Region plan aims to extend life of landfill
- Independent & Free Press (Georgetown, ON), 21 Jun 2006, p. 1, 4
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A `made-in-Halton' solution designed to lengthen the life of the Region's landfill by six to eight years has been given the thumbs-up by a regional committee and is now off to council for approval today (Wednesday). The plan, called the 2006-2010 Solid Waste Management Strategy, was presented to the planning and public works committee for endorsement last Wednesday. It contains 12 key components-- ranging from implementing a region-wide GreenCart compost pickup program to enhancing the promotion and education of waste diversion programs-- and an ultimate goal of increasing the current diversion rate from 42.6 per cent to about 60 per cent. "What we're really trying to do is develop a sustainable solution," said Halton Director of Waste Management Rob Rivers. "We really have to act now to be proactive." Rivers detailed the recent changes that've been made to the document for the committee. He said the strategy now includes: · Enhanced electronics recycling · An expansion of what can be put in Blue Boxes, where viable · The development of programs to encourage and facilitate the three Rs-- reduce, reuse and recycle-- in the industrial/commercial/industrial (ICI) sector
The investigation of technologies that convert waste into energy. A report from Commissioner of Planning and Public Works Peter Crockett explained that, "The electronics recycling, additional Blue Box materials and ICI recycling can be addressed through the next waste collection and recycling (contract) tender." The contract expires in January, 2008. Other initiatives in the strategy include conducting waste composition studies, harmonizing waste management service levels across the region and advocating to the provincial government on the promotion of waste reduction and product stewardship initiatives. The strategy also details what's under consideration for 2010 and beyond, such as implementing a `user pay' waste collection system with bag limits, using new waste processing technologies and setting up additional drop-off centres for household materials, hazardous materials and large recyclables. Burlington Councillor Jack Dennison questioned why the user pay system and bag limits are being put off to beyond 2010. Rivers referred back to survey responses the Region received on waste management that he said indicated residents want to see Halton reach the 60 per cent waste diversion rate through current mechanisms and that bringing in user pay now would be "leap frogging" some other initiatives. The survey showed only 24 per cent of residents' asked in the urban area supported a user pay system, while 37 per cent in the rural area and 21 per cent in rural hamlets favoured the concept. Crockett said staff could report back on the bag limit issue. Halton Hills Mayor Rick Bonnette also questioned why the Region wouldn't want to look at reducing the bag limit to at least four now. The current limit is six. Rivers explained changing the limit now would impact on the current waste collection contract, noting the best time to consider the issue would in the next contract. Dennison then put forward a motion calling for the strategy to be simply received for information and the document's recommended programs be further reviewed and updated in a further report next spring, but it was defeated. The new plan provides an update to the 1999 Solid Waste Management Strategy. It was developed by the Region in co-operation with the joint municipal/regional waste management committee. Achieving that higher waste diversion rate will increase annual diversion program operating costs from the current $21.7 million to $28.5 million. Halton's landfill is currently expected to reach capacity by 2023.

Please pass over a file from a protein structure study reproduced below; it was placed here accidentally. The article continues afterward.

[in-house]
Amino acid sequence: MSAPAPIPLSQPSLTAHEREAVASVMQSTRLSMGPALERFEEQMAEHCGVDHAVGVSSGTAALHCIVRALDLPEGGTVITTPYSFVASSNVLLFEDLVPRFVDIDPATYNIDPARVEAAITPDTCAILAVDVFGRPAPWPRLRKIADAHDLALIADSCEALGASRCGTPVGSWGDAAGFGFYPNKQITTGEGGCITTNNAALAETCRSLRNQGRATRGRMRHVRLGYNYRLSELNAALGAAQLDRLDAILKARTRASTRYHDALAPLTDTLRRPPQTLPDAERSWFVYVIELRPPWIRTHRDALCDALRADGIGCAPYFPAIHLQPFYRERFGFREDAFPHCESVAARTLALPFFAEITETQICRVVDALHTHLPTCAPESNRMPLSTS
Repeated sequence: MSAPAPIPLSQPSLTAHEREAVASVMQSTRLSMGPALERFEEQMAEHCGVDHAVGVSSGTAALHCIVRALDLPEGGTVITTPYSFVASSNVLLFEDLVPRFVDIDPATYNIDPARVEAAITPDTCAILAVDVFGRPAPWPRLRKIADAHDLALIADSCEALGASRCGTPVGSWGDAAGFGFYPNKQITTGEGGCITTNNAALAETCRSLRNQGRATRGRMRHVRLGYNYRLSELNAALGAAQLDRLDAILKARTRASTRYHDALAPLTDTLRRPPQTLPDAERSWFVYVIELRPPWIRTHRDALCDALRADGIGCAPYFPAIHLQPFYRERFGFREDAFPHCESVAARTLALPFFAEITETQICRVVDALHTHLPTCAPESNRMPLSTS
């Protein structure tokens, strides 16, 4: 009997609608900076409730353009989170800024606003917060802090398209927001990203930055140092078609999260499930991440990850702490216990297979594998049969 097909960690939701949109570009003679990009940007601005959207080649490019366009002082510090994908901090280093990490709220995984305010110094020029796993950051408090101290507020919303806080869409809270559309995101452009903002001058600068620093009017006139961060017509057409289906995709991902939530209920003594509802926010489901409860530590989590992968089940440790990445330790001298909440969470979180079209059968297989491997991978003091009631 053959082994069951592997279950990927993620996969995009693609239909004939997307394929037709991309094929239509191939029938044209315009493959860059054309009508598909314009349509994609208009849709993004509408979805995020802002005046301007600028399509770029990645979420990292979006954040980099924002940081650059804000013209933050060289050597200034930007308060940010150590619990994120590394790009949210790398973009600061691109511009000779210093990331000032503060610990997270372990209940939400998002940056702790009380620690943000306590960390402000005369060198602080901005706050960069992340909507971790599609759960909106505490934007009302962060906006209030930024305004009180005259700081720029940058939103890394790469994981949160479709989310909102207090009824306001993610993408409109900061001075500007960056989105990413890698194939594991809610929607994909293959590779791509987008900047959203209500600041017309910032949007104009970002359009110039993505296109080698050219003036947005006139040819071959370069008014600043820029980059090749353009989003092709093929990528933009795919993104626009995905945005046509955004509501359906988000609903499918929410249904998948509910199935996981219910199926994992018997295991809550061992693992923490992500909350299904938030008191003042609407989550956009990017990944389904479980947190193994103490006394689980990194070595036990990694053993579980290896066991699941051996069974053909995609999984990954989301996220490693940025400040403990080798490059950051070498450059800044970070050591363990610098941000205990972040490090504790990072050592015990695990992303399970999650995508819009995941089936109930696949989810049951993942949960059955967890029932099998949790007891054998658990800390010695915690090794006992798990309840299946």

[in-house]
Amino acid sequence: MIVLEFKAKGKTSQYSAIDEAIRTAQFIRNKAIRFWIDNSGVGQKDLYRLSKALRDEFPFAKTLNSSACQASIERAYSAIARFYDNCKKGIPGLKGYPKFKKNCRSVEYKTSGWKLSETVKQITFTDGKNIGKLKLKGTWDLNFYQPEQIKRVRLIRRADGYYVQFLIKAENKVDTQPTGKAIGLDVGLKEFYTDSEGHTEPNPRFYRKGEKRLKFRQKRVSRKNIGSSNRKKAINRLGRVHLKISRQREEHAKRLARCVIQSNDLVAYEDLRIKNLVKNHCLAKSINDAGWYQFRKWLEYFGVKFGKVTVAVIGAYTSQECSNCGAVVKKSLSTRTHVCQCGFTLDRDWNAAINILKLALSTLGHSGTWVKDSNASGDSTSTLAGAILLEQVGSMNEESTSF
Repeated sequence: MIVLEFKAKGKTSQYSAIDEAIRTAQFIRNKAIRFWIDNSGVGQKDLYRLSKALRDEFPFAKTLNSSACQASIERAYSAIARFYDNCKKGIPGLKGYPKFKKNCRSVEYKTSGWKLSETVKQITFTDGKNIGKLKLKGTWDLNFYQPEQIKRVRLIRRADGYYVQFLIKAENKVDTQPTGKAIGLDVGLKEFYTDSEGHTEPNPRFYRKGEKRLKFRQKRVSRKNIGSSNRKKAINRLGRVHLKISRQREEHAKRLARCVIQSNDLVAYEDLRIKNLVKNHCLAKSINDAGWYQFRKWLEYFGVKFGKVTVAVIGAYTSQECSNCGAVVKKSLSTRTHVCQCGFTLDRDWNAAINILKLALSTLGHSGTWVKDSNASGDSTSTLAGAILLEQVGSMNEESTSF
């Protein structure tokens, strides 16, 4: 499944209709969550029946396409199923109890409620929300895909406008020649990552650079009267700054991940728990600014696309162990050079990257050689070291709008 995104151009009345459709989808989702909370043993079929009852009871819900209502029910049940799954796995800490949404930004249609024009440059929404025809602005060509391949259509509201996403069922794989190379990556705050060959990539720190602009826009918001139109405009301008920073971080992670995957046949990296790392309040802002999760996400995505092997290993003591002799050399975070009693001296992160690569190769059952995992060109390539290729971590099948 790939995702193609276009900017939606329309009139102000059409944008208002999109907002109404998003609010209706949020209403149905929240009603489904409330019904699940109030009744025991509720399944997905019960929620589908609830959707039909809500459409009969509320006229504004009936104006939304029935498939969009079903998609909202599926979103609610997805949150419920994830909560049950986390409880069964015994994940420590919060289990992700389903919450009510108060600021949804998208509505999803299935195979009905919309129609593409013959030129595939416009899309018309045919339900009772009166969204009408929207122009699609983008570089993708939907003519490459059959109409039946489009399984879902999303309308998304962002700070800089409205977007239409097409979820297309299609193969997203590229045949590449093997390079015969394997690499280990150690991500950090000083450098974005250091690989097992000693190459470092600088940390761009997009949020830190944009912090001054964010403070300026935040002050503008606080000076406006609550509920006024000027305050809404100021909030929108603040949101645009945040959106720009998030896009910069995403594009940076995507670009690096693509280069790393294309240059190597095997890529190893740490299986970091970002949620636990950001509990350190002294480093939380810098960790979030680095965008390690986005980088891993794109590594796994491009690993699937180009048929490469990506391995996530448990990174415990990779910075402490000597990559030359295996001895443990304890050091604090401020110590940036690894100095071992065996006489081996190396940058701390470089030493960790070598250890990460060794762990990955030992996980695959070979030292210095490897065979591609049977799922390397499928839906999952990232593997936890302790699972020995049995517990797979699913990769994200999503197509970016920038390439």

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- 21 Jun 2006
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- Rivers, Rob ; Crockett, Peter ; Dennison, Jack ; Bonnette, Rick
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